You may want to consider what you can do to help clean up similar [=spammy] links on other people’s sites. Blogs and newspaper sites such as http://media.www.dailypennsylvanian.com sometimes receive short comments such as “dont agree”, apparently only for a link back to a site. These comments often use keywords from that site instead of a user name, perhaps “tree bench” for a furniture site or “sexy shoes” for a footwear site. If this kind of behavior might have taken place for your site, you may want to work on rectifying it and include some information on it in your reconsideration request. Given your situation, the person considering your reconsideration request might be curious about links like that.
Translation: We’ll ignore your weekly reconsideration requests unless you’ve removed all artificial links pointing to your site. You’re stuck in Google’s dungeon because they’ve thrown away the keys.
I’d guess that for a site that has filed a reinclusion request stating the site was involved in some sort of link monkey business, Google applies a more strict policy than with a site that was attacked by negative SEO methods. I highly doubt that when caught red-handed a lame excuse like “I didn’t create those links” is a tactic I could recommend, because Googlers hate it when an applicant lies in a reinclusion request.
Once caught and penalized, the “since when do inbound links count as negative votes” argument doesn’t apply. It’s quite clear that removing the traces (admitted as well as not admitted shady links) is a prerequisite for a penalty lift. And that even though Google has already discounted these links. That’s the same as with penalized doorway pages. Redirecting doorways to legit landing pages doesn’t count, Google wants to see a 410-Gone HTTP response code (or at least a 404) before they un-penalize a site.
I doubt that’s common knowledge to folks who promote their white hat sites with black hat methods. Getting links wiped out at places that didn’t check the intention of inserted links in the first place is a royal PITA, in other words, it’s impossible to get all shady links removed once you find your butt in Google-jail. That’s extremely uncomfortable for site owners who fell for questionable forum advice or hired a promotional service (no, I don’t call such assclowns SEOs) applying shady marketing methods without a clear and written warning that those are extremely risky, fully explained and signed by the client.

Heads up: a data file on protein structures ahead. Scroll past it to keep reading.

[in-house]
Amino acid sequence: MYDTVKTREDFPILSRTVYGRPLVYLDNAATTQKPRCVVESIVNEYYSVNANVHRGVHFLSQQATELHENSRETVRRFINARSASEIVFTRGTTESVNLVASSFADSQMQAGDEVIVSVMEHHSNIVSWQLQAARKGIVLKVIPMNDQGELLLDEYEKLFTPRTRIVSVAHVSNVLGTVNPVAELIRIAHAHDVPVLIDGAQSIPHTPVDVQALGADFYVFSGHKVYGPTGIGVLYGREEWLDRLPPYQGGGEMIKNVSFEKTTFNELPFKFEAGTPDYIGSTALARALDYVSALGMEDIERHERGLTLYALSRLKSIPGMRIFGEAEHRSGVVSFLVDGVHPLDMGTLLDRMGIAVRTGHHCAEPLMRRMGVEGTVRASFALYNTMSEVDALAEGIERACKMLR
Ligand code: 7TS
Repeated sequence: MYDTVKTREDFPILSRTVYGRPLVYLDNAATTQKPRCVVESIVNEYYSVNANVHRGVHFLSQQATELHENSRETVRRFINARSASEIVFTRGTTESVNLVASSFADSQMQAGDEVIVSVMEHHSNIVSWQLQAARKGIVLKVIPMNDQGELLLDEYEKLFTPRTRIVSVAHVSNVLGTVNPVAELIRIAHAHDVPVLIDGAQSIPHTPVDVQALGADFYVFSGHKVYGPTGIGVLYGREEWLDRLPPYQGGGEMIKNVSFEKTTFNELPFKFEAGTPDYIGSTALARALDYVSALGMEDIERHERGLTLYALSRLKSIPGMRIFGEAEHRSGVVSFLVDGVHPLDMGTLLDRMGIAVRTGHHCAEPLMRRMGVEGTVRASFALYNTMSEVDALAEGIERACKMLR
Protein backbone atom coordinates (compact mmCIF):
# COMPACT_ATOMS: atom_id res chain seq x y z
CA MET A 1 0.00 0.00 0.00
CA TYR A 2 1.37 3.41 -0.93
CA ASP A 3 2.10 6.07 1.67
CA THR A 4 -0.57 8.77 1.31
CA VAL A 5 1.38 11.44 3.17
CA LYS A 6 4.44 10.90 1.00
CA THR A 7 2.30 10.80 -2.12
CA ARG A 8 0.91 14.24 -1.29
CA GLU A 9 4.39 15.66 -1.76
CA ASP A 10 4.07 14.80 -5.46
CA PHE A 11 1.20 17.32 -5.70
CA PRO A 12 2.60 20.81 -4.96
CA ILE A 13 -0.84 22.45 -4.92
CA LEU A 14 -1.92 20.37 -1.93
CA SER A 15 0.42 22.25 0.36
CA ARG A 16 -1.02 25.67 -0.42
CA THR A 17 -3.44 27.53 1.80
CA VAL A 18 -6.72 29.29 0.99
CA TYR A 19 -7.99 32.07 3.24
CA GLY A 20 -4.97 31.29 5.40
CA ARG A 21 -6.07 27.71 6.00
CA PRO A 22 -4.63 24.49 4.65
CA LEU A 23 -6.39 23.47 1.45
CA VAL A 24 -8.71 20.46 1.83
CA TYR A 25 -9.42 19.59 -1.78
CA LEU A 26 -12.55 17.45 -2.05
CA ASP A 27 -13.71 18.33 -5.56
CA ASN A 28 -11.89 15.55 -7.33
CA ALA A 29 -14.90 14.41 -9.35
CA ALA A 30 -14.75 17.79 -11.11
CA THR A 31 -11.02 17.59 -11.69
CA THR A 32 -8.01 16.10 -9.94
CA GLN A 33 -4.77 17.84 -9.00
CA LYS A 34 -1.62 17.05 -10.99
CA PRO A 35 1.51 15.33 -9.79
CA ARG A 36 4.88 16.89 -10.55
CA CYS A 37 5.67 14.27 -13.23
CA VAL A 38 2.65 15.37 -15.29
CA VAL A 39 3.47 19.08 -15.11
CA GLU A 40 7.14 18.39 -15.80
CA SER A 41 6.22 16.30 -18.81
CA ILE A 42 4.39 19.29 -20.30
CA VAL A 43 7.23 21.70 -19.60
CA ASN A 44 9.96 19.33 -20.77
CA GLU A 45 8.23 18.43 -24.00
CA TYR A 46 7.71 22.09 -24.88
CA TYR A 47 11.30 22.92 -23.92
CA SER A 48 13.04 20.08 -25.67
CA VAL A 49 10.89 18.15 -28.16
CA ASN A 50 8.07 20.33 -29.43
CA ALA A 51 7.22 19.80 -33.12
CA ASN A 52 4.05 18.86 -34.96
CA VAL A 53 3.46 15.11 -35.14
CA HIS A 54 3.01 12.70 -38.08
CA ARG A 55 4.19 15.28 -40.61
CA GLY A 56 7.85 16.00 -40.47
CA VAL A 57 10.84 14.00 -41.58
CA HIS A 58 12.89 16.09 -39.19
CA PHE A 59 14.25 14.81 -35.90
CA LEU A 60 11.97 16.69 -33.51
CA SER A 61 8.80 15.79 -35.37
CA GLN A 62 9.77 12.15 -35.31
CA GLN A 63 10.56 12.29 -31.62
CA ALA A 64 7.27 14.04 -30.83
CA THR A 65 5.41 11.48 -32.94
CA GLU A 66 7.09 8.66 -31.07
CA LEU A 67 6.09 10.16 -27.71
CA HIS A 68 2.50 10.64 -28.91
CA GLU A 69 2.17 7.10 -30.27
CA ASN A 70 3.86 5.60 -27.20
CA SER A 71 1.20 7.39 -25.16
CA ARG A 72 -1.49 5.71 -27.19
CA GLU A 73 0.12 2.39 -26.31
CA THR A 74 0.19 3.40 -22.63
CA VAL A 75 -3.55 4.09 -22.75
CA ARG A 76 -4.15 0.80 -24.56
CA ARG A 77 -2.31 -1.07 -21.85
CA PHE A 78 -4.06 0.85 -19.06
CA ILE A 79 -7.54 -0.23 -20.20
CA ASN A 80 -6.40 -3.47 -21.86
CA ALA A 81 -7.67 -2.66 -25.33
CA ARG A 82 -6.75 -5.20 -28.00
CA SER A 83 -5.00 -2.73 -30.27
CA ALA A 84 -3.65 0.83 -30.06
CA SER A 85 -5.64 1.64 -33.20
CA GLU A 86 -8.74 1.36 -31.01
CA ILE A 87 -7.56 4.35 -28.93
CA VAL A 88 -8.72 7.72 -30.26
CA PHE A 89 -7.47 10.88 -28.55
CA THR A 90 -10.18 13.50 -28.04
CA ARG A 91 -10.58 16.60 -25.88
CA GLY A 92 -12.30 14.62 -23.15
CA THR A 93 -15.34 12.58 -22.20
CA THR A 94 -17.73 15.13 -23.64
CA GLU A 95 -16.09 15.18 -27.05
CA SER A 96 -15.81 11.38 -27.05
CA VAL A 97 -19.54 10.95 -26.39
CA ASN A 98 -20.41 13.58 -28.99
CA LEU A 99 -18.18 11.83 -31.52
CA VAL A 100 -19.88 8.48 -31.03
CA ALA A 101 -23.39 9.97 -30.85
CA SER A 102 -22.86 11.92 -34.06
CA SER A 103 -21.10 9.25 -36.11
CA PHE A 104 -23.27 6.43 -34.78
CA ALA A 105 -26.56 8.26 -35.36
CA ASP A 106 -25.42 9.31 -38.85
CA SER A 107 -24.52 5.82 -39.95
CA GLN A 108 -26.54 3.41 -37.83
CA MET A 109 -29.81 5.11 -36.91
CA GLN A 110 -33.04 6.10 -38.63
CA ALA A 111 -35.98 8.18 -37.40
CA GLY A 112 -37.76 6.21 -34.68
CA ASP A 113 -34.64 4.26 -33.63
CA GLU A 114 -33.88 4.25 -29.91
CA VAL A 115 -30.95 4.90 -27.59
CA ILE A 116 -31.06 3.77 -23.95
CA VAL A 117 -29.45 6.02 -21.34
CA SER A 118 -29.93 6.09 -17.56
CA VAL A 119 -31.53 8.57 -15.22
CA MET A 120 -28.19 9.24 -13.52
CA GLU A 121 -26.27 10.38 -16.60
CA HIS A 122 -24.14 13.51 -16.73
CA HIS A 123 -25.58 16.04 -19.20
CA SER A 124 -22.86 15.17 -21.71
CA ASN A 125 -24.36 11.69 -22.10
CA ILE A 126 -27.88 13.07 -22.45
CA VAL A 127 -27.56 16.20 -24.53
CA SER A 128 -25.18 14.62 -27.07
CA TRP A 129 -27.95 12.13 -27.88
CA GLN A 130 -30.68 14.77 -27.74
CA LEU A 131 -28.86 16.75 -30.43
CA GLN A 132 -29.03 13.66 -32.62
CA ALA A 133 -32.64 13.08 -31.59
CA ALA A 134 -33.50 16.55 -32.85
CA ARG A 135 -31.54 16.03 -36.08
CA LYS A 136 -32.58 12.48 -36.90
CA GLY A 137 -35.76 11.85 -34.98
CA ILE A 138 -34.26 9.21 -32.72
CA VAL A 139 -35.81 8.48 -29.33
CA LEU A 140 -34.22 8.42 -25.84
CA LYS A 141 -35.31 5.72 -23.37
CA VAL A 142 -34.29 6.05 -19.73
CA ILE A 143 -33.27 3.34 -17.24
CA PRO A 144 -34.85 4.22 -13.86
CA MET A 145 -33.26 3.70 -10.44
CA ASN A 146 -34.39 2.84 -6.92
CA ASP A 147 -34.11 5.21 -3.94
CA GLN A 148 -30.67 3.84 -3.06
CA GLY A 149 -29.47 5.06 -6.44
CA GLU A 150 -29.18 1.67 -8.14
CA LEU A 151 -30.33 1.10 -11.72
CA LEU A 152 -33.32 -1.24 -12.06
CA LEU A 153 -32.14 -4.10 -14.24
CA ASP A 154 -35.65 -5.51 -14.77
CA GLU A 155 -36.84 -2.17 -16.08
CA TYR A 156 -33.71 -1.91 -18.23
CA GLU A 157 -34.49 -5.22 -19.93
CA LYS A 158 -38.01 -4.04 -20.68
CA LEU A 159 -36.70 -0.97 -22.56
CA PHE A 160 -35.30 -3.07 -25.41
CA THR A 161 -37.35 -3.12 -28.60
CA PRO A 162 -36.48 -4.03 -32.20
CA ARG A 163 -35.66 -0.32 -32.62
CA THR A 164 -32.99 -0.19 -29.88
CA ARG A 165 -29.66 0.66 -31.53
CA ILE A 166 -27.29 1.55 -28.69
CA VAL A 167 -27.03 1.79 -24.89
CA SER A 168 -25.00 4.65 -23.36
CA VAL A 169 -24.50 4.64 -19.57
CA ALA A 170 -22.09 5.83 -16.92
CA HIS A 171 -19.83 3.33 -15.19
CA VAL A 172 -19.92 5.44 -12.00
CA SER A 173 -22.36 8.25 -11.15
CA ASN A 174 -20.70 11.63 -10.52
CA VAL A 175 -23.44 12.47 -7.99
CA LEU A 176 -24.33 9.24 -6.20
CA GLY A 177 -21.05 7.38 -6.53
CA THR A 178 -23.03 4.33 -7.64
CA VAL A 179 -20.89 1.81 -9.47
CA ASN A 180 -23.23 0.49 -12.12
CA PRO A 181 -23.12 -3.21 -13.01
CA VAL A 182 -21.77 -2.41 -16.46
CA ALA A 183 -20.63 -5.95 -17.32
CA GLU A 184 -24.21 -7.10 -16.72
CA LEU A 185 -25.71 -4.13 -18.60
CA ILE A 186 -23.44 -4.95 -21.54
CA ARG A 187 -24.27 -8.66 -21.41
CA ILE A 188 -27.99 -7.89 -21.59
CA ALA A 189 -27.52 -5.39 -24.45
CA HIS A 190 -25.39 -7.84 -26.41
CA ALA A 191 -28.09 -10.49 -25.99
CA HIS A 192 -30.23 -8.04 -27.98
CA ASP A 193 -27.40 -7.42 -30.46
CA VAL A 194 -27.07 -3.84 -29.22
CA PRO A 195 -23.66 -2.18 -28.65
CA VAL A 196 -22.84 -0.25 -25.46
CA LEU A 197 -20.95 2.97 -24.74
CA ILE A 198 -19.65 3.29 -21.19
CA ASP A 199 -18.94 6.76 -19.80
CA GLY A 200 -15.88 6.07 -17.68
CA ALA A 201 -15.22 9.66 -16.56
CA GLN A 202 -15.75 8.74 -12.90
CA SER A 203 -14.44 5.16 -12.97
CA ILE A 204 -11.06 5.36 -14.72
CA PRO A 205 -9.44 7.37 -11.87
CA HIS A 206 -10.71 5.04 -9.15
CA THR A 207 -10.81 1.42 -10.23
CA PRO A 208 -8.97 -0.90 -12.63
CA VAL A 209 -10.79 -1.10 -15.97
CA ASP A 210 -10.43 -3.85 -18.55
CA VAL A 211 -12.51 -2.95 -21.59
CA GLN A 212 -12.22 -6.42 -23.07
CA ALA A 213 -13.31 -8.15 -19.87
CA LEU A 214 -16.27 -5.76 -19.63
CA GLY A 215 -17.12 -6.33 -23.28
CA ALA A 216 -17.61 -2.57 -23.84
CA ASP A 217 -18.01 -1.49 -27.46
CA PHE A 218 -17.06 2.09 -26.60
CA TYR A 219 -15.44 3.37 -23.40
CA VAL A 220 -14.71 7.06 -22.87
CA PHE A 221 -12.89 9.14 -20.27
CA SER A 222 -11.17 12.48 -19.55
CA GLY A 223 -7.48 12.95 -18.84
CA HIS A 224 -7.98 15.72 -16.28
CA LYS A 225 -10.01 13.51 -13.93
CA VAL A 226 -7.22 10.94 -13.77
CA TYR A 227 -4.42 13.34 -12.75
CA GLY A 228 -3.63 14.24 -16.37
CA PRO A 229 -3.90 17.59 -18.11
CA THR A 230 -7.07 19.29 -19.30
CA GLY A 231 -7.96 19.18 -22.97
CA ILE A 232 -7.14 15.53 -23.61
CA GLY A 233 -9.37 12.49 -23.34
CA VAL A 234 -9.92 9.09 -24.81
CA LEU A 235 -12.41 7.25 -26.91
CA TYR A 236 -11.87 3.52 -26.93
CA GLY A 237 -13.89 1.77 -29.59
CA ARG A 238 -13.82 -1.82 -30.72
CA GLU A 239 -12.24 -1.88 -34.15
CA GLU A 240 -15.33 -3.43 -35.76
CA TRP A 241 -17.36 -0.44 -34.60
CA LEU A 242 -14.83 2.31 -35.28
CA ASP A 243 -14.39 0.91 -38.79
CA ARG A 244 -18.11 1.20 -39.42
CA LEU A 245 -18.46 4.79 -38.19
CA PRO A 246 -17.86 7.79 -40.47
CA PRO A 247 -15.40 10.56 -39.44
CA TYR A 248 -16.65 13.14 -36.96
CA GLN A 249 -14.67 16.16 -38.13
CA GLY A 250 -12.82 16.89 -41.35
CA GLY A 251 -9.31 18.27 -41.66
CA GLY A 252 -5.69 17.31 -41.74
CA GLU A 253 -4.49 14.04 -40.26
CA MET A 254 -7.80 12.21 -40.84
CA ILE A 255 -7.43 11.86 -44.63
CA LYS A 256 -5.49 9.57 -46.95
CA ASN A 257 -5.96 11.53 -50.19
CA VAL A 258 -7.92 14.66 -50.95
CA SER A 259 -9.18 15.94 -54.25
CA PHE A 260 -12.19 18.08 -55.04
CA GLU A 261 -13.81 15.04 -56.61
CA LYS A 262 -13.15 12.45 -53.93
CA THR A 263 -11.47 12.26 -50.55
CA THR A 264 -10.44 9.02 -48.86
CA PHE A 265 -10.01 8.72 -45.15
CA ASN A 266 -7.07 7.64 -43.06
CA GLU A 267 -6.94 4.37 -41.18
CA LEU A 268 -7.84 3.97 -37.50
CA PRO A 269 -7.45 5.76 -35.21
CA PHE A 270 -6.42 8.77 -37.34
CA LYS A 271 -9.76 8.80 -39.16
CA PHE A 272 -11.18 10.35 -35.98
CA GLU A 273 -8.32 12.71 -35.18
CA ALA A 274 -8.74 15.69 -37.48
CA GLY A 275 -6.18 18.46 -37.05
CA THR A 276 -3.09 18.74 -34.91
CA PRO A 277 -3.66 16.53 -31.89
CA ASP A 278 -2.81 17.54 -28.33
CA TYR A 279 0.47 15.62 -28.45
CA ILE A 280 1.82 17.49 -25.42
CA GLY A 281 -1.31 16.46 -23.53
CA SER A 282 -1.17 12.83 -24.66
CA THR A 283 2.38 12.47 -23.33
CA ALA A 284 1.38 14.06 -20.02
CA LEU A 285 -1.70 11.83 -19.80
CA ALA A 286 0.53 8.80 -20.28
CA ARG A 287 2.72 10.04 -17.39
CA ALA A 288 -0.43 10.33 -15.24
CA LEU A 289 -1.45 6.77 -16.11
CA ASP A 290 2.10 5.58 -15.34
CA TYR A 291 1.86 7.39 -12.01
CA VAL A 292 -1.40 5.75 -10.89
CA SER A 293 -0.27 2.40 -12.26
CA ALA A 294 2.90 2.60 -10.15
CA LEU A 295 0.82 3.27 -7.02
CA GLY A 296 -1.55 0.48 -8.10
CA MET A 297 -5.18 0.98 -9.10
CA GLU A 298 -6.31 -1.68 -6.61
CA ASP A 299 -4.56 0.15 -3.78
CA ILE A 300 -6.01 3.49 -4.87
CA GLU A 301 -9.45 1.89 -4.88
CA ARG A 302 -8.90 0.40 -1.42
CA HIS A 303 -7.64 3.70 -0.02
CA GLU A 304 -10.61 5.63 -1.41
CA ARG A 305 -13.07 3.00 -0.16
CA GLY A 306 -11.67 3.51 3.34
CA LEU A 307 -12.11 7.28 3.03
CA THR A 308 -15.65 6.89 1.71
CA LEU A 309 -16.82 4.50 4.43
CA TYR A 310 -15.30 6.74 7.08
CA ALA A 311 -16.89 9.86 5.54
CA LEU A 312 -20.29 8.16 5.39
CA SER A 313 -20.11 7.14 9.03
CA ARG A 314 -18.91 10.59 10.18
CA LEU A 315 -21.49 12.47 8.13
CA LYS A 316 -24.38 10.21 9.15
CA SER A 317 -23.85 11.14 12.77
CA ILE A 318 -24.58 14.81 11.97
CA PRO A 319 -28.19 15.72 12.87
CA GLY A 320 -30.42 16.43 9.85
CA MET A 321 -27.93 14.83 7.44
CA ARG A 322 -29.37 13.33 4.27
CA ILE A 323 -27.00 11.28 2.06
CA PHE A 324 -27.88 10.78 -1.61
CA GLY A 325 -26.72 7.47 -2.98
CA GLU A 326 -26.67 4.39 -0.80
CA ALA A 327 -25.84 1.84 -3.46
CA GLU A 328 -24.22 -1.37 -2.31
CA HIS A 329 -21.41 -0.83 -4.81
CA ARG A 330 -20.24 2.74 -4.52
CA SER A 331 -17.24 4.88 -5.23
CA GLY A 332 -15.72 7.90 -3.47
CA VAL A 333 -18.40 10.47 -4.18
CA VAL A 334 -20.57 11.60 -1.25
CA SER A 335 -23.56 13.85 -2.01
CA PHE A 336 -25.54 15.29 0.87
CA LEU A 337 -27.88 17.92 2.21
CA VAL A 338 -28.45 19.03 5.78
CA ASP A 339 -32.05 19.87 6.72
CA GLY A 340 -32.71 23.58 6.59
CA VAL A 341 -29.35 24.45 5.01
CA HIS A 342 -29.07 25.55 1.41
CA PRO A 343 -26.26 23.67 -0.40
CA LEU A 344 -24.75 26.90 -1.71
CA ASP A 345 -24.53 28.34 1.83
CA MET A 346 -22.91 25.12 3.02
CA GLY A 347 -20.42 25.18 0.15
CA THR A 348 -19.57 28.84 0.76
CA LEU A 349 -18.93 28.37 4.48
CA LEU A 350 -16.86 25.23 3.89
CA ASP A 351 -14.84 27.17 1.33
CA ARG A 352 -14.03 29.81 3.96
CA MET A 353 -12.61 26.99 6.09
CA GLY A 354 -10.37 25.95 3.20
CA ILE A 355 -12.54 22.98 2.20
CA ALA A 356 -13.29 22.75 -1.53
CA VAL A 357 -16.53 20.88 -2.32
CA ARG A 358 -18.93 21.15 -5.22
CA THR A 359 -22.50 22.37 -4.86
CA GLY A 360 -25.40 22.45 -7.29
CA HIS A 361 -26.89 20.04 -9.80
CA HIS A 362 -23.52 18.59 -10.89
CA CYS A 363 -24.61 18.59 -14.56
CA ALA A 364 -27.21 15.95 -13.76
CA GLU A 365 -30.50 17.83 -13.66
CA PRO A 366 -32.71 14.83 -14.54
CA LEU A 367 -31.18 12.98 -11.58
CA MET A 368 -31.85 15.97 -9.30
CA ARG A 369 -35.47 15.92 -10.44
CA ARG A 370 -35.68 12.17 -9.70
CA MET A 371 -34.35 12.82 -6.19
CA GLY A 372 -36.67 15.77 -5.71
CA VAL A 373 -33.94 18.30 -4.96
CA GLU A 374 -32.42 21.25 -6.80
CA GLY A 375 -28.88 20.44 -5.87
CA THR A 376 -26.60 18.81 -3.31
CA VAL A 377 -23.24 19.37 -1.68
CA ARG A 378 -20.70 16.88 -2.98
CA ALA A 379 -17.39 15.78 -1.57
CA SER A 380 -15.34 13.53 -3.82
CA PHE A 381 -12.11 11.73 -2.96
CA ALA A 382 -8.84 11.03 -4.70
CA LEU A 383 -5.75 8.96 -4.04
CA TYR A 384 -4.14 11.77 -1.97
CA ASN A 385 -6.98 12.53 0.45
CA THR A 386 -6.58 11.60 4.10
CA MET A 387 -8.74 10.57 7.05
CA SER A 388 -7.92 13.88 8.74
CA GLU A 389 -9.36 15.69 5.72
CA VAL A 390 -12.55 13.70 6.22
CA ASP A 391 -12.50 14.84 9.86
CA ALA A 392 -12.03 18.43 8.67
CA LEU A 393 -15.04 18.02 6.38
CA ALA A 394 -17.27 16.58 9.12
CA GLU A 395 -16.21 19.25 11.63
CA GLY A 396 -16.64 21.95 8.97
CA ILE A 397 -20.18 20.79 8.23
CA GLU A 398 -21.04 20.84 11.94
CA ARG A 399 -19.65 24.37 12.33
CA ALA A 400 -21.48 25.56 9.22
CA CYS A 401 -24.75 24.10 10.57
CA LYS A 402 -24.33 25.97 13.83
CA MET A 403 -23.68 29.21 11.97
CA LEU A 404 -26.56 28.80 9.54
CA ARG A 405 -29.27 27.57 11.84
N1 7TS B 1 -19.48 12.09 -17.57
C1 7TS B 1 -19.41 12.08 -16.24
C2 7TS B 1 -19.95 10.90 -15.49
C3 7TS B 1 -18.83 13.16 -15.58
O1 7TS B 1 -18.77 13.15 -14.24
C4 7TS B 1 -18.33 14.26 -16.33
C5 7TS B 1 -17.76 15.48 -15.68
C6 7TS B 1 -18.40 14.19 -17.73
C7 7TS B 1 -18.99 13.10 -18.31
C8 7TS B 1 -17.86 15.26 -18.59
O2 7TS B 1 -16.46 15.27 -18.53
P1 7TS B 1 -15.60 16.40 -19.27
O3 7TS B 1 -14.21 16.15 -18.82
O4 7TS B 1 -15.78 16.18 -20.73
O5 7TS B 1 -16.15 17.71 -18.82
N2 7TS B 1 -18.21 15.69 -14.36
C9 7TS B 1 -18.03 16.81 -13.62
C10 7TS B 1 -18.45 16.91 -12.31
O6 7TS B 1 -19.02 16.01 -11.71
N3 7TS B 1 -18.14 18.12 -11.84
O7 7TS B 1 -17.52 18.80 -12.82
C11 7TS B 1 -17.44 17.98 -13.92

Maybe in some cases Google will un-penalize a great site although not all link spam was wiped out. However, the costs and efforts of preparing a successful resonsideration request are immense, not to speak of the massive loss of traffic and income.
As Barry mentioned, the thread linked above might be interesting for folks keen on an official confirmation that Google -60 penalties exist. I’d say such SERP penalties (aka red & yellow cards) aren’t exactly new, and it plays no role to which position a site penalized for guideline violations gets downranked. When I’ve lost a top spot for gaming Google, that’s kismet. I’m not interested in figuring out that 20k spammy links get me a -30 penalty, 40k shady links result in a -60 penalty, and 100k unnatural links qualify me for the famous -950 bashing (the numbers are made up of course). If I’d spam, then I’d just move on because I’d have already launched enough other projects to compensate the losses.
PS: While I was typing, Barry Schwartz posted his Google-Jail story at SE Roundtable.